||Oracle Tips by Burleson
The rowid Concept in
Under Oracle8, the concept of OBJECTS was
introduced, then expanded in Oracle8i. In 9i, these OBJECTS
identifiers have been added to the rowid, giving an EXTENDED ROWID
format, which is 10 bytes long, versus the 6 bytes that was the norm
in Oracle7. The Oracle8 and Oracle8i rowid is a VARCHAR2
representation of a base-64 number (remember that base-64 starts at
B, not A; A is used to designate 0). The rowid is displayed as
See Code Depot
The new parts of the rowid are the object
number and the relative file number. Multiple files can have the
same relative file number because Oracle assigns the number based on
a tablespace. This means that these numbers are unique only per
tablespace, which means that you cannot derive an absolute address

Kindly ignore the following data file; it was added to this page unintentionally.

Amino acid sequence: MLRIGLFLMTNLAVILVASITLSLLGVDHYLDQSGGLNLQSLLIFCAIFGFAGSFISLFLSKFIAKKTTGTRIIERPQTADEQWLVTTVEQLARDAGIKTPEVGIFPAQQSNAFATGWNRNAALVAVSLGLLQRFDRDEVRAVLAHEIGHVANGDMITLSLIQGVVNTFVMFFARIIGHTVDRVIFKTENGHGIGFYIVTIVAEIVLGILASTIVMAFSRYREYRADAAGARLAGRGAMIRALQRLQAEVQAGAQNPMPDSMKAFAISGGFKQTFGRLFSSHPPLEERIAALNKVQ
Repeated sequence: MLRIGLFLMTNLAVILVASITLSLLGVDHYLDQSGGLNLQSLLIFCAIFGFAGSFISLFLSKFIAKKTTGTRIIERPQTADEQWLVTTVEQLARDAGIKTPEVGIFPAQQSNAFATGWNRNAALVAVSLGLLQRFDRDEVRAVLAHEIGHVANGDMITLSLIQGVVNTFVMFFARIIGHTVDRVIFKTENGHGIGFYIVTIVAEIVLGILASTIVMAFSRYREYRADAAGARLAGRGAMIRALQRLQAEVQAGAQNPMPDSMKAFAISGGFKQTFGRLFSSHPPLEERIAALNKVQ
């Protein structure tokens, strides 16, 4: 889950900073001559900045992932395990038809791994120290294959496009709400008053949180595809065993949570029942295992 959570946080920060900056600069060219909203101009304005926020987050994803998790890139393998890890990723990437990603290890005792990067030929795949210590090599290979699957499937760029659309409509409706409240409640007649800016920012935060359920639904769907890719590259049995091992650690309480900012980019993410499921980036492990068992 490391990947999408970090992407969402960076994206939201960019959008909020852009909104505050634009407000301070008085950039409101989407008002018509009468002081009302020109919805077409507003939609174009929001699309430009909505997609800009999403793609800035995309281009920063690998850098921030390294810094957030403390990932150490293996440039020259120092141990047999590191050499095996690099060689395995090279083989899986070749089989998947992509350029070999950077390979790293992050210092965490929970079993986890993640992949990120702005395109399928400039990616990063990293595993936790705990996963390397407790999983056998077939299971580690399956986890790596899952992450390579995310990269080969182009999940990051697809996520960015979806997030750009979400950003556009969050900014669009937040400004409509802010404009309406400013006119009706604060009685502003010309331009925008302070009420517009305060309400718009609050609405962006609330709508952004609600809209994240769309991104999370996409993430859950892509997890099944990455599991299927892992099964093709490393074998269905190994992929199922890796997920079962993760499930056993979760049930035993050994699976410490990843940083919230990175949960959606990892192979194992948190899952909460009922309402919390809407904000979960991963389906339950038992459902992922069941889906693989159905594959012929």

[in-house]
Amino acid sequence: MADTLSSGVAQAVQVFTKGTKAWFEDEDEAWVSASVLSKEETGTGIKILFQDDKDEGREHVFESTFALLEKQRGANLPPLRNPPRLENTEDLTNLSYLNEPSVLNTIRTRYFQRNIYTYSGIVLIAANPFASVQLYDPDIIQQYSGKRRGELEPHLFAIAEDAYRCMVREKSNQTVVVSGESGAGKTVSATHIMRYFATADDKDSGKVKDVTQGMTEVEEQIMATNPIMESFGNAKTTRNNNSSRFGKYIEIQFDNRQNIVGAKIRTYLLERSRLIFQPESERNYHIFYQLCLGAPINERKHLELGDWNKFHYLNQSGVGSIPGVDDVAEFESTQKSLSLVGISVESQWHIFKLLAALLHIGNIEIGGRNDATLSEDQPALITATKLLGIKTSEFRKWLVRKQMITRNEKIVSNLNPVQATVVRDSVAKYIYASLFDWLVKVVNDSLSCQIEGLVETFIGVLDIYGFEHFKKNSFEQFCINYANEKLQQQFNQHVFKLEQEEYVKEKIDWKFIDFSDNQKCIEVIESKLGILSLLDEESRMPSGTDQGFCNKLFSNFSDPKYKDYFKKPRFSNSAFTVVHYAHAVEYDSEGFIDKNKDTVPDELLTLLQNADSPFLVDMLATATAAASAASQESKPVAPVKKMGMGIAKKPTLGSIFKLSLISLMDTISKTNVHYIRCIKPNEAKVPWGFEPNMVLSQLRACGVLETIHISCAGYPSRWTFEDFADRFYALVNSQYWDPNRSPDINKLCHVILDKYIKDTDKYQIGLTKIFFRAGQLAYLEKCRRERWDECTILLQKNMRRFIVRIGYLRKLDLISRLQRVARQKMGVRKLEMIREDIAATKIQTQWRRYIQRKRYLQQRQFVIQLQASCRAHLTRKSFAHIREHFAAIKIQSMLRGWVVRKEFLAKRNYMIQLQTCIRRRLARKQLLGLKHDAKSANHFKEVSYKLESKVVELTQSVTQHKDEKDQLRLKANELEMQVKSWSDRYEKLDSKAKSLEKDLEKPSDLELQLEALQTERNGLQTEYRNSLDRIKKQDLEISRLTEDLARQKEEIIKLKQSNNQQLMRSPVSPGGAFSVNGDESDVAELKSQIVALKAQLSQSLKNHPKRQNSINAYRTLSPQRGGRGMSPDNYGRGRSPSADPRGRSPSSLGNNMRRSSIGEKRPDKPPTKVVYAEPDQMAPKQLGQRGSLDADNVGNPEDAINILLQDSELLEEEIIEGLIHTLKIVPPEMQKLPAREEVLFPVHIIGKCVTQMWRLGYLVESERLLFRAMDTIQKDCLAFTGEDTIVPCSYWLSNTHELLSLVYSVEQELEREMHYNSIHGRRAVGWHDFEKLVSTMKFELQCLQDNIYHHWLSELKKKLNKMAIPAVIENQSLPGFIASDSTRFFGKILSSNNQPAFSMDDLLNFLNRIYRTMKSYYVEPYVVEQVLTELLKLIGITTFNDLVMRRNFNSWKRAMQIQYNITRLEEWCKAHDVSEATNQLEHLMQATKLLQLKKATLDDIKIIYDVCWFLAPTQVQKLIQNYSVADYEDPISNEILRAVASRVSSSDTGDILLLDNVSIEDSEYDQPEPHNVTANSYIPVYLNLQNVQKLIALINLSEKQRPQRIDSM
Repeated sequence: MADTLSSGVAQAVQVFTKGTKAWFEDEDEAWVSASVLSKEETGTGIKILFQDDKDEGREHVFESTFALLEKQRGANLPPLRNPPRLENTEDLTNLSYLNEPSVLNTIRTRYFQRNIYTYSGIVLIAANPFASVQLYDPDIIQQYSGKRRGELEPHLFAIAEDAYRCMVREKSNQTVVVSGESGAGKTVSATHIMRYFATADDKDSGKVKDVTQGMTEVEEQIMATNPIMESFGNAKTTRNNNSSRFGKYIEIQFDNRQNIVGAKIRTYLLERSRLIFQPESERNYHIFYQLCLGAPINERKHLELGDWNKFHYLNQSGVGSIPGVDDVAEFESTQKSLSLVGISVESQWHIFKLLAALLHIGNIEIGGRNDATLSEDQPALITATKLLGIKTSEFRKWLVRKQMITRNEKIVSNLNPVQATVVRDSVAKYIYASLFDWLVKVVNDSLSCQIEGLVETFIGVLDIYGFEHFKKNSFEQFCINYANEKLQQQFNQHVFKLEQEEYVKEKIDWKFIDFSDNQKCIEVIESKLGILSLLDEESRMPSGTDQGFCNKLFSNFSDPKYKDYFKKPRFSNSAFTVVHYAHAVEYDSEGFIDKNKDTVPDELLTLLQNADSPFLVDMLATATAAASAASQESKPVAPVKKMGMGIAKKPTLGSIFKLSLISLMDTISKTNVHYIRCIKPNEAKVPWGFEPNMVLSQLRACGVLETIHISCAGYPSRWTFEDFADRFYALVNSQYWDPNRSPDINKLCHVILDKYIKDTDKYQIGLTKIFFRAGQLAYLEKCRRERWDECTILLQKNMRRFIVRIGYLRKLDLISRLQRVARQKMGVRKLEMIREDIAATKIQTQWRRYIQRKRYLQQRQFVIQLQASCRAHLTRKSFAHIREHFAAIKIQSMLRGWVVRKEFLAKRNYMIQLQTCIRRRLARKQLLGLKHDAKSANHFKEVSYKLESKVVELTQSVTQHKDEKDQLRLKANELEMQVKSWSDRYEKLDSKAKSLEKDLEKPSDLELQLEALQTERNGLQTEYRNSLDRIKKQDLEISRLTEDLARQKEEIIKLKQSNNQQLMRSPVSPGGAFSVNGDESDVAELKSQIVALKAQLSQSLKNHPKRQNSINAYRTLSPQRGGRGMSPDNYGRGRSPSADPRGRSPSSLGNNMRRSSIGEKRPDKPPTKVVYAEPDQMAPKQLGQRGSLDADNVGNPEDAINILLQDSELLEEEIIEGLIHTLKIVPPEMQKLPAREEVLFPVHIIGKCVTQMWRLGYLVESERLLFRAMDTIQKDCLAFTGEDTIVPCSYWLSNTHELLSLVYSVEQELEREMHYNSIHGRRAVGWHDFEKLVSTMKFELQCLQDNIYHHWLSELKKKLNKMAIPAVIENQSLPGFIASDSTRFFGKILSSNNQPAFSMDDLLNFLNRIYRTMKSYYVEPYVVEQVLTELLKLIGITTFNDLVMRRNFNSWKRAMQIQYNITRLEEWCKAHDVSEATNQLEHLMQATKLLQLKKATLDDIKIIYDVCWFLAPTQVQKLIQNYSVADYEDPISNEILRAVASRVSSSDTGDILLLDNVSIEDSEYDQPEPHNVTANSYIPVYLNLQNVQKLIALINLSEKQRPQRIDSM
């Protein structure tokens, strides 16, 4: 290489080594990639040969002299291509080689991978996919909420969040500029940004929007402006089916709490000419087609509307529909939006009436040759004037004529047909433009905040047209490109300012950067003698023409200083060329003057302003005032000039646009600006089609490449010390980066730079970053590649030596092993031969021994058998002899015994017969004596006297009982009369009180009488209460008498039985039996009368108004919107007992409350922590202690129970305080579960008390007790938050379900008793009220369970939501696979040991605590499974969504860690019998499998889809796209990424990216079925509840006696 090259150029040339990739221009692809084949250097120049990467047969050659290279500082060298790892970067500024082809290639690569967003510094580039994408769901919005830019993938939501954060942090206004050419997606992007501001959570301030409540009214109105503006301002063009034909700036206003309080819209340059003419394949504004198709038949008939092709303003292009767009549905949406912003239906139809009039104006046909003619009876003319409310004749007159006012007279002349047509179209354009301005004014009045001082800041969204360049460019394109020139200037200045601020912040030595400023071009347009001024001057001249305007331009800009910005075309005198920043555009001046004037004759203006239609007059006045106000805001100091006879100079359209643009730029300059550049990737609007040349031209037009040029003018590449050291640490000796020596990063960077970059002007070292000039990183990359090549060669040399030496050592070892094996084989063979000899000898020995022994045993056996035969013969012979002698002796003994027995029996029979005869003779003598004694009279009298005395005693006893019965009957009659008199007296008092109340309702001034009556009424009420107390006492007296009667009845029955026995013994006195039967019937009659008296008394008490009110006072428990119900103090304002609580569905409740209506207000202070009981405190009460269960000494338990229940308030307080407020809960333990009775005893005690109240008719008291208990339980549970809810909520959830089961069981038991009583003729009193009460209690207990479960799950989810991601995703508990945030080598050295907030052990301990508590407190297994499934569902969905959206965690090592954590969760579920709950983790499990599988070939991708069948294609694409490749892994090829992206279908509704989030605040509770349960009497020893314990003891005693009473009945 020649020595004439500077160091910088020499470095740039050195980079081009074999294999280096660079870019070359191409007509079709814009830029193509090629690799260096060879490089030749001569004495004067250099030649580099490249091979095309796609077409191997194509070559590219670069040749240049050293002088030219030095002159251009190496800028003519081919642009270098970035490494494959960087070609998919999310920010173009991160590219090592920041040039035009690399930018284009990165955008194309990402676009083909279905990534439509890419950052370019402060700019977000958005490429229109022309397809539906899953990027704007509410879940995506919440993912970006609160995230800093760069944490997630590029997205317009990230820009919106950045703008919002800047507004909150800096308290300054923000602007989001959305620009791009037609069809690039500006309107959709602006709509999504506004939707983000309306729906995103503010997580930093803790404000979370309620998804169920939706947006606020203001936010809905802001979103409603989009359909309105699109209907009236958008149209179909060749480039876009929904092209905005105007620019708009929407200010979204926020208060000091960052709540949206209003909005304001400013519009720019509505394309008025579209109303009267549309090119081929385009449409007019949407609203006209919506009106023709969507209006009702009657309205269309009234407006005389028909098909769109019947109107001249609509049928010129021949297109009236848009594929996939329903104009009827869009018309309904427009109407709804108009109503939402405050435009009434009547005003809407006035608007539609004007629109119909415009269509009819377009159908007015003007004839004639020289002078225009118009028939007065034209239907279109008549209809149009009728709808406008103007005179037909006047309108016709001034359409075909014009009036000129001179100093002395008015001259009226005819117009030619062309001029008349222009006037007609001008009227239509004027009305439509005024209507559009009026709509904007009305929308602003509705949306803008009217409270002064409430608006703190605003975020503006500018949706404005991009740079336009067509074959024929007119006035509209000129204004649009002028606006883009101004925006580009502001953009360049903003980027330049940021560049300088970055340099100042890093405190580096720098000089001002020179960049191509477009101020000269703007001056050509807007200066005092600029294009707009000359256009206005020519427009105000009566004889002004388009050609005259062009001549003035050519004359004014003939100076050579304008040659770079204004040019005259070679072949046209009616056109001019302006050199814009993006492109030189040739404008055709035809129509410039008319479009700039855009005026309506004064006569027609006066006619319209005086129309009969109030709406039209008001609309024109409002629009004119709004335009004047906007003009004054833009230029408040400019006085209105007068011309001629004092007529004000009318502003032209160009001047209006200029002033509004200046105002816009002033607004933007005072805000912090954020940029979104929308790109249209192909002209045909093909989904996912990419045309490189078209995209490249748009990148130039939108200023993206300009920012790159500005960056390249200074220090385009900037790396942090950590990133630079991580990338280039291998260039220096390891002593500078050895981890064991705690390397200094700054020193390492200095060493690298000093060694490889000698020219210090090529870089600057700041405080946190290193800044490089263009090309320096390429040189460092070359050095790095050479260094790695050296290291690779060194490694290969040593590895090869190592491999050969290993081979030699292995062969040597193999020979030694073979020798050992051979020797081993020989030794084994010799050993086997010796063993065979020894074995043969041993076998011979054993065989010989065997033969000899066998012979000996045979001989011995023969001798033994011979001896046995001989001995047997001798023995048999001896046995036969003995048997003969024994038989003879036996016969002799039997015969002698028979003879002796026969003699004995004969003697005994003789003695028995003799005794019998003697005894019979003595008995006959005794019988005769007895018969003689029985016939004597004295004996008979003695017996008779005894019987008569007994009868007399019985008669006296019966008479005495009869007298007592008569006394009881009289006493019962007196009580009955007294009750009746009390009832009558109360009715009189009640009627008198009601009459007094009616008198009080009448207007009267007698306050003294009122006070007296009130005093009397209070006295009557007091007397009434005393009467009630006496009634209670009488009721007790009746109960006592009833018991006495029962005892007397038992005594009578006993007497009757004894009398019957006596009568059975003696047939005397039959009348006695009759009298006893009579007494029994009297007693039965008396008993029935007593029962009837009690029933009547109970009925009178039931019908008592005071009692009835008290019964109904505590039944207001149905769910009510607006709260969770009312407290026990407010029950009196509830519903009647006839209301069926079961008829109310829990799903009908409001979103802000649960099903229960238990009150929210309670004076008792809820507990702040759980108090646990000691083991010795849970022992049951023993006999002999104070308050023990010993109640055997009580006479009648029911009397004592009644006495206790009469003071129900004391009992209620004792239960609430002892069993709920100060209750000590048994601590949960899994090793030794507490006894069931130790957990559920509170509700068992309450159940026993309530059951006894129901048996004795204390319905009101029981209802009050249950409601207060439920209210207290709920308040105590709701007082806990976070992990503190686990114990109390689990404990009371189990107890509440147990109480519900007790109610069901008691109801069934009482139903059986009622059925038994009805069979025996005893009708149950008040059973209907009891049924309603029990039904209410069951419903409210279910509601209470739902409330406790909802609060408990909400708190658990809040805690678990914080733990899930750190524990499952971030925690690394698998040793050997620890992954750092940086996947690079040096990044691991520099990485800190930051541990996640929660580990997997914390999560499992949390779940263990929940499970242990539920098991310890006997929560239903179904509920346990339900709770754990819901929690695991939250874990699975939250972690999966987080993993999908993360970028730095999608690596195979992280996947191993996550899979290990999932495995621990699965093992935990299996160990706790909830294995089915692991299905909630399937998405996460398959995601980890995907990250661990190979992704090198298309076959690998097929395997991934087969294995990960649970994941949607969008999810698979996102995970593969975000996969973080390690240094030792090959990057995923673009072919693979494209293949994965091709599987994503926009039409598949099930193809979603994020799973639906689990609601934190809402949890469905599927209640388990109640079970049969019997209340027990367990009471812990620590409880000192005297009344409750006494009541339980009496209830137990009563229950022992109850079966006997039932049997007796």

directly from the new rowid. This also means that the new rowid
addressing scheme is tablespace-relative.
The new rowid contains the data object
number, which increments when an object’s version changes. An
object’s version changes whenever a table is truncated or a
partition is moved. The data object number is not related to the
The rowid can be easily manipulated with the
DBMS_ROWID package (.If, against Oracle admonitions not to, you used
rowid in your Oracle7 application, you will have to familiarize
yourself with this package..
You use export/import to move data.
You use the migration utility.
You use the ODMA to upgrade to 9i.
If you used rowids in your Oracle7
application and stored them as columns in other tables, then these
columns will have to be manually changed to the new format using the
DBMS_ROWID package. If a column in a table has been designated as a
datatype of rowid, it will be altered to accept the new format
during migration; this will not affect the data in the column.